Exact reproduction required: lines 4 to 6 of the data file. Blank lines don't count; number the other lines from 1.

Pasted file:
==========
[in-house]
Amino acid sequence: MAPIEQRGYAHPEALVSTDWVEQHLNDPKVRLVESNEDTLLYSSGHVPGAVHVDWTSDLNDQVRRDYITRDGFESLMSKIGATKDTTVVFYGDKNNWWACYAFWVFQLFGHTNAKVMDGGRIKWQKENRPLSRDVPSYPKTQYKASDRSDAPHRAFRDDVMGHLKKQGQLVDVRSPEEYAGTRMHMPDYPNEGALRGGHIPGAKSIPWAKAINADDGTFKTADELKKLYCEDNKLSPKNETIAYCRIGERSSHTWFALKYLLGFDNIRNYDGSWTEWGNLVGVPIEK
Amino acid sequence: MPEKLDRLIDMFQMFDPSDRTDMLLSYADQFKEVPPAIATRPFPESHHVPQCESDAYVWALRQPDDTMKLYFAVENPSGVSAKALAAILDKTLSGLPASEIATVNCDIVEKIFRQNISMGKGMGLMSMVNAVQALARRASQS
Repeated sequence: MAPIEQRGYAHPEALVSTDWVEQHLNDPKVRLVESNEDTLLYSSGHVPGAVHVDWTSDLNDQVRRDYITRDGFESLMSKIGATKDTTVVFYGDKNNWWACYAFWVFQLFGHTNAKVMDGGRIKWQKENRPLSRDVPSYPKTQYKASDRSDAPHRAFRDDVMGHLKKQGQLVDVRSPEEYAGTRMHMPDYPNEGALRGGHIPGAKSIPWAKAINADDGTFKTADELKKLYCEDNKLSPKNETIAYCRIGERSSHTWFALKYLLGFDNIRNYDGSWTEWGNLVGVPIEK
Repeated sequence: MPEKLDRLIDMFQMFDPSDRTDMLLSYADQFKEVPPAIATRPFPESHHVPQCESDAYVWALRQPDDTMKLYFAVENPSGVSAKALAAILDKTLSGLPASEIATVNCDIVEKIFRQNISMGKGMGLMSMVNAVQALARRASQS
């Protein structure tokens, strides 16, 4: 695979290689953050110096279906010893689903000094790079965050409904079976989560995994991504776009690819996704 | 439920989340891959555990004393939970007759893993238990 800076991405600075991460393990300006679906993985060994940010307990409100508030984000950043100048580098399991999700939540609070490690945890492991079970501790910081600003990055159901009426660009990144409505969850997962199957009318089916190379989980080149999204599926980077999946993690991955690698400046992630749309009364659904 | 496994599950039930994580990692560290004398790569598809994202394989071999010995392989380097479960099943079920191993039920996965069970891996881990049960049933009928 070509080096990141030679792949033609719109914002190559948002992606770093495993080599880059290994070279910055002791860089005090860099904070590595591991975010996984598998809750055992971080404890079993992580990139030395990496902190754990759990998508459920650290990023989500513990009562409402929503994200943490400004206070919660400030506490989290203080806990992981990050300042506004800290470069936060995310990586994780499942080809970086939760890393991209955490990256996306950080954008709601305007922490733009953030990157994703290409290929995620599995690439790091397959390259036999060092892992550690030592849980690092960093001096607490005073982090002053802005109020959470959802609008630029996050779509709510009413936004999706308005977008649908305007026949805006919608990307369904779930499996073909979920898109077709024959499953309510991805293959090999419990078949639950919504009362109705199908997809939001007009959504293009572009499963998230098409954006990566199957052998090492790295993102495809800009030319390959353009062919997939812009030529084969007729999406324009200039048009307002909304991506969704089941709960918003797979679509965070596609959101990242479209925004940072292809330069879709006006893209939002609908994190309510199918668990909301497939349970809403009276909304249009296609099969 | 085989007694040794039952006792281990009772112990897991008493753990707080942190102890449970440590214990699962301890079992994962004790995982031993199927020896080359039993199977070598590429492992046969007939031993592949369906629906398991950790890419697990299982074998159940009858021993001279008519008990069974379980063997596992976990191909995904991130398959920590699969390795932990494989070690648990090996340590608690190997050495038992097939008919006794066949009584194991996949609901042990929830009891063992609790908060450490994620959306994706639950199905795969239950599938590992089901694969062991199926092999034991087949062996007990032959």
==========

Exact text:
Repeated sequence: MAPIEQRGYAHPEALVSTDWVEQHLNDPKVRLVESNEDTLLYSSGHVPGAVHVDWTSDLNDQVRRDYITRDGFESLMSKIGATKDTTVVFYGDKNNWWACYAFWVFQLFGHTNAKVMDGGRIKWQKENRPLSRDVPSYPKTQYKASDRSDAPHRAFRDDVMGHLKKQGQLVDVRSPEEYAGTRMHMPDYPNEGALRGGHIPGAKSIPWAKAINADDGTFKTADELKKLYCEDNKLSPKNETIAYCRIGERSSHTWFALKYLLGFDNIRNYDGSWTEWGNLVGVPIEK
Repeated sequence: MPEKLDRLIDMFQMFDPSDRTDMLLSYADQFKEVPPAIATRPFPESHHVPQCESDAYVWALRQPDDTMKLYFAVENPSGVSAKALAAILDKTLSGLPASEIATVNCDIVEKIFRQNISMGKGMGLMSMVNAVQALARRASQS
């Protein structure tokens, strides 16, 4: 695979290689953050110096279906010893689903000094790079965050409904079976989560995994991504776009690819996704 | 439920989340891959555990004393939970007759893993238990 800076991405600075991460393990300006679906993985060994940010307990409100508030984000950043100048580098399991999700939540609070490690945890492991079970501790910081600003990055159901009426660009990144409505969850997962199957009318089916190379989980080149999204599926980077999946993690991955690698400046992630749309009364659904 | 496994599950039930994580990692560290004398790569598809994202394989071999010995392989380097479960099943079920191993039920996965069970891996881990049960049933009928 070509080096990141030679792949033609719109914002190559948002992606770093495993080599880059290994070279910055002791860089005090860099904070590595591991975010996984598998809750055992971080404890079993992580990139030395990496902190754990759990998508459920650290990023989500513990009562409402929503994200943490400004206070919660400030506490989290203080806990992981990050300042506004800290470069936060995310990586994780499942080809970086939760890393991209955490990256996306950080954008709601305007922490733009953030990157994703290409290929995620599995690439790091397959390259036999060092892992550690030592849980690092960093001096607490005073982090002053802005109020959470959802609008630029996050779509709510009413936004999706308005977008649908305007026949805006919608990307369904779930499996073909979920898109077709024959499953309510991805293959090999419990078949639950919504009362109705199908997809939001007009959504293009572009499963998230098409954006990566199957052998090492790295993102495809800009030319390959353009062919997939812009030529084969007729999406324009200039048009307002909304991506969704089941709960918003797979679509965070596609959101990242479209925004940072292809330069879709006006893209939002609908994190309510199918668990909301497939349970809403009276909304249009296609099969 | 085989007694040794039952006792281990009772112990897991008493753990707080942190102890449970440590214990699962301890079992994962004790995982031993199927020896080359039993199977070598590429492992046969007939031993592949369906629906398991950790890419697990299982074998159940009858021993001279008519008990069974379980063997596992976990191909995904991130398959920590699969390795932990494989070690648990090996340590608690190997050495038992097939008919006794066949009584194991996949609901042990929830009891063992609790908060450490994620959306994706639950199905795969239950599938590992089901694969062991199926092999034991087949062996007990032959």